In Memory of Carlos Saura. Double Screening
In memory of Carlos Saura (1932–2023), this programme screens two films: Las paredes hablan (The Walls Can Talk, 2022), the film-maker’s final work centred on artistic impulses that extend from pre-historic cave painting to contemporary graffiti, and Deprisa, deprisa (Hurry, Hurry! 1980), one of Saura’s early films and a major landmark in his oeuvre.
To speak of Carlos Saura means to speak of the history of cinema in Spain. His filmography spans seven decades, moving through censorship under the Franco regime, democratic developmentalism and contradictions in the Spanish welfare society. With a unique approach, he managed to move beyond realism to create powerful socio-political allegories and transcend social costumbrismo in dramas chock-full of anti-heroes, emotional contradictions and the will to live. His filmography also engages with other languages like photography, literature, theatre and art, and responds to multiple reflections around the question of what exactly the aesthetic, political and social idiosyncrasies of Spanishness are.
Film-makers Elena López Riera and Javier Rebollo, along with producer Anna Saura and Spanish film scholar Sarah White, see out this programme with a conversation on the director that follows the screening on 20 May.
Elena López Riera is a film-maker and producer. She is the director of the feature film El agua (Water, 2022), which premiered at the Cannes Directors’ Fortnight, and the short films Las vísceras (Entrails, 2016), first shown at Locarno, and Los que desean (Those Who Desire, 2018), exhibited at MoMA (New York).
Javier Rebollo is a film-maker, screenwriter and producer who holds a degree in Information Science from the Complutense University of Madrid. He has directed the films Lo que sé de Lola (What I Know About Lola, 2006), La mujer sin piano (The Woman without a Piano, 2009), El muerto y ser feliz (The Dead Man and Being Happy, 2012), among others.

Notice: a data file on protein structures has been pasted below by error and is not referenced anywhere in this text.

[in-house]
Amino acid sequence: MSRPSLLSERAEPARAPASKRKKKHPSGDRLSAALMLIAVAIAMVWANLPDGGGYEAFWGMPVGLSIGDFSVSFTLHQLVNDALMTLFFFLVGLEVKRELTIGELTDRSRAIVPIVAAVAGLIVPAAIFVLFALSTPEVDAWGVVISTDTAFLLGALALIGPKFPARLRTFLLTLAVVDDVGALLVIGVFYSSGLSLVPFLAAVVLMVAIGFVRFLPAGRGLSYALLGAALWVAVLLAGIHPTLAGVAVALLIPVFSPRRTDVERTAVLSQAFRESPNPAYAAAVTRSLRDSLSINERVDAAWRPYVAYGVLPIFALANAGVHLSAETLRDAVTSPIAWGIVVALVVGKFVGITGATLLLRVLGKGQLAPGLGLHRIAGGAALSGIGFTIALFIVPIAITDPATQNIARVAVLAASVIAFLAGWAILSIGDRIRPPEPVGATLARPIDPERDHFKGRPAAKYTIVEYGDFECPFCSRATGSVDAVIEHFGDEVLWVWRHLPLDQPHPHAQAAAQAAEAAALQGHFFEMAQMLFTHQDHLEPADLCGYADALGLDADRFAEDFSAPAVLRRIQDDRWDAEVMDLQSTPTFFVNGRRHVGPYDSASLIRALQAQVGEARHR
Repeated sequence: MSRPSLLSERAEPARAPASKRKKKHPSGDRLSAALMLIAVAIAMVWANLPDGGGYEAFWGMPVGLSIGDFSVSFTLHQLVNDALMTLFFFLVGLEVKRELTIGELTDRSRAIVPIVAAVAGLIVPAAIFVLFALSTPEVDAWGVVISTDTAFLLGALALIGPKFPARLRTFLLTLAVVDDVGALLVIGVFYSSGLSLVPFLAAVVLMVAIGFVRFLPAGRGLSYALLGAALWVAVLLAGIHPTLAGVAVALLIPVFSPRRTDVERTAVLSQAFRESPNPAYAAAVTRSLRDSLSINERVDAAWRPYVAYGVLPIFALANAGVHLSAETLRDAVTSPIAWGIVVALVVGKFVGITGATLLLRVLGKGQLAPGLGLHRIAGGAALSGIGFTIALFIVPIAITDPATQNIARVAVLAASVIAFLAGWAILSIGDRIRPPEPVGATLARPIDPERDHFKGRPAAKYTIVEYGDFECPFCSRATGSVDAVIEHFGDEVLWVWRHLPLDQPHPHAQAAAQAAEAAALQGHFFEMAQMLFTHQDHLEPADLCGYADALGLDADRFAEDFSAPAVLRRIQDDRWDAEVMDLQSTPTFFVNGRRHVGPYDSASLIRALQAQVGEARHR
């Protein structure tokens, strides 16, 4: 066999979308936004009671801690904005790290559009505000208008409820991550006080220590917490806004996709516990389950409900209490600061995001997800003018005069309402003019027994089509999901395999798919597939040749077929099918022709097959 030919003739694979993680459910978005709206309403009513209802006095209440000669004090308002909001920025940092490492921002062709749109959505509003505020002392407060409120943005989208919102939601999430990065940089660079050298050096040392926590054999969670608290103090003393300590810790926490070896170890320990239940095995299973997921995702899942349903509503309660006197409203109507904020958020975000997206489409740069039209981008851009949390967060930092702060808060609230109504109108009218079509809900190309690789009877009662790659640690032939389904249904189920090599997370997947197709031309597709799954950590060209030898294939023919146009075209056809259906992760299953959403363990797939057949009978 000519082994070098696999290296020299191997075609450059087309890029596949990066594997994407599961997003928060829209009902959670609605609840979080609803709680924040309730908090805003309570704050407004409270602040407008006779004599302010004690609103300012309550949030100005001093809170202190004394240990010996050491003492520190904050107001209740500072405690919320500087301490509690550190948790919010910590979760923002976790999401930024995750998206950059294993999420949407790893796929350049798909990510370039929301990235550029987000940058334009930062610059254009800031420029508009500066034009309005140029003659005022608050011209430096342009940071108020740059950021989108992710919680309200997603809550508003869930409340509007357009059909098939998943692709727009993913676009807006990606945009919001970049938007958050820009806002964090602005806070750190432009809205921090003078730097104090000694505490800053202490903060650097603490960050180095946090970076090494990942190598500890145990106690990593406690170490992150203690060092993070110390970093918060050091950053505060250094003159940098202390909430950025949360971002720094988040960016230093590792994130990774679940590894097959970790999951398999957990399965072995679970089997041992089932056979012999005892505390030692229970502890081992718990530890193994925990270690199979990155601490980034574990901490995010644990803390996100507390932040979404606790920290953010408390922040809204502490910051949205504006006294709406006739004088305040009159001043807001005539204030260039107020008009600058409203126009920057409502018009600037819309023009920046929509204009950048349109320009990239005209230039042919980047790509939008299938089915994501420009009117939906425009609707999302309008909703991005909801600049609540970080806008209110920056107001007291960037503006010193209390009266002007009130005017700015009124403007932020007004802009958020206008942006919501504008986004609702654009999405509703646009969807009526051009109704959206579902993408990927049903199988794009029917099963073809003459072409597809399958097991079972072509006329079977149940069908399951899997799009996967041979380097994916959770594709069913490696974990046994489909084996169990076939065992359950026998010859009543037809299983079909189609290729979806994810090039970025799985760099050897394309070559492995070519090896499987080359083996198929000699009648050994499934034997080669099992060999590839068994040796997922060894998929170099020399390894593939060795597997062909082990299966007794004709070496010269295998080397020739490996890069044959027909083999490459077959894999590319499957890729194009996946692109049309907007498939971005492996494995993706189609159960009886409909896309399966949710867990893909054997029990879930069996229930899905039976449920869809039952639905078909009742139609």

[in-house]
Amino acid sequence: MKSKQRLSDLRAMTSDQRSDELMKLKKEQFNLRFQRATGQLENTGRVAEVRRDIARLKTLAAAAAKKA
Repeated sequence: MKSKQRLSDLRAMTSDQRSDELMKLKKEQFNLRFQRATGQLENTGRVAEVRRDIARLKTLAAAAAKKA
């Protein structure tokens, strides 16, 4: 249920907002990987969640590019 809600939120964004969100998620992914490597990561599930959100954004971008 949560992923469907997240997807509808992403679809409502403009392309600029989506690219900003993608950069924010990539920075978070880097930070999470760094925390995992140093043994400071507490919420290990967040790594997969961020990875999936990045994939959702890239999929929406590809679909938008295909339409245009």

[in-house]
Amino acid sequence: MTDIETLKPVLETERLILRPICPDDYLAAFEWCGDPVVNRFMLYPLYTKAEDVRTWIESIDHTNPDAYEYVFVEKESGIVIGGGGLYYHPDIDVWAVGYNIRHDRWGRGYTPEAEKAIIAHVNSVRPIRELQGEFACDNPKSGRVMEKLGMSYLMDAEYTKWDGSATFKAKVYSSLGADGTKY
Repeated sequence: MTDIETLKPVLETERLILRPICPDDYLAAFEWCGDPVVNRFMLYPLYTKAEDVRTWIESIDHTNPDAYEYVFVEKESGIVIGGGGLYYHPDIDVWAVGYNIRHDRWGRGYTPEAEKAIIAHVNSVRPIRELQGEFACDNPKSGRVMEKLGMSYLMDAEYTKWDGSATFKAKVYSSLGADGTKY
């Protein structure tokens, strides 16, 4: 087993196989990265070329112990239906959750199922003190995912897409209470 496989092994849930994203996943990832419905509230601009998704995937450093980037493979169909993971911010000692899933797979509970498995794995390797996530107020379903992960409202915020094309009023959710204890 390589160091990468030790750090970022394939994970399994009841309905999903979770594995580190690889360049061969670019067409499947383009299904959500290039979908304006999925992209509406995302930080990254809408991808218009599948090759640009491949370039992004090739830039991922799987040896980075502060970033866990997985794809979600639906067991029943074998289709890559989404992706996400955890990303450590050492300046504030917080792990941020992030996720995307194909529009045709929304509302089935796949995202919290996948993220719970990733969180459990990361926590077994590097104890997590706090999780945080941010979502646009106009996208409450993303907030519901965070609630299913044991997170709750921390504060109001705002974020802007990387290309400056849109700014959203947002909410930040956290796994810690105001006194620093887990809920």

Anna Saura is a producer and the daughter of Carlos Saura. She studied Journalism and Advertising, in a joint honours degree, at Francisco de Vitoria University, where she currently lectures. Since 2015, she has managed and developed all of Carlos Saura’s artistic projects.
Sarah Thomas is an associate professor of Hispanic Studies at Brown University (USA). Her research is focused on contemporary Iberian cultural production, especially film and the representation of subjectivity, gender and childhood. She is the author of the book Inhabiting the In-Between: Childhood and Cinema in Spain’s Long Transition (University of Toronto Press, 2019).
—With a presentation by the artist Suso33 and Pedro Saura, a lecturer of Photography in the Faculty of Fine Arts at the Complutense University of Madrid and a researcher specialised in palaeolithic cave art
Historian Alois Riegl once said that there is a will of art with different manifestations across all of humanity’s eras and civilisations. Las paredes hablan (The Walls Can Talk) responds to this idea, a film devoted to the relationship between pre-historic cave art and contemporary urban graffiti — both observe an artistic need above any system, order or rule. Saura’s final film sees him, with unbridled curiosity, walk and guide around the outside and origins of art.
Sabatini Building, Auditorium
— With a conversation between Elena López Riera, Javier Rebollo (by video), Anna Saura and Sarah Thomas once the screening concludes
“For months I crossed Madrid from one end to the other, and I can say now that I know the city well, particularly its suburbs and streets, cafés, and clubs and, of course, I know many of its inhabitants […]. And so I was surprised by how little I knew of a city where I had spent most of my life, and the changes that had occurred in recent years that had completely altered its structure […]. Perhaps that is why I’m so drawn to the way of living, almost exclusively in the present, of the guys in Deprisa, deprisa. That desire to gulp life down in one go, without thinking about the consequences of their actions, passionately living life, avoiding restraints or ties that suppress individual freedom. Maybe it is a form of protest against a society full of holes and a warning that we are entering a new phase”. Carlos Saura.
Sabatini Building, Auditorium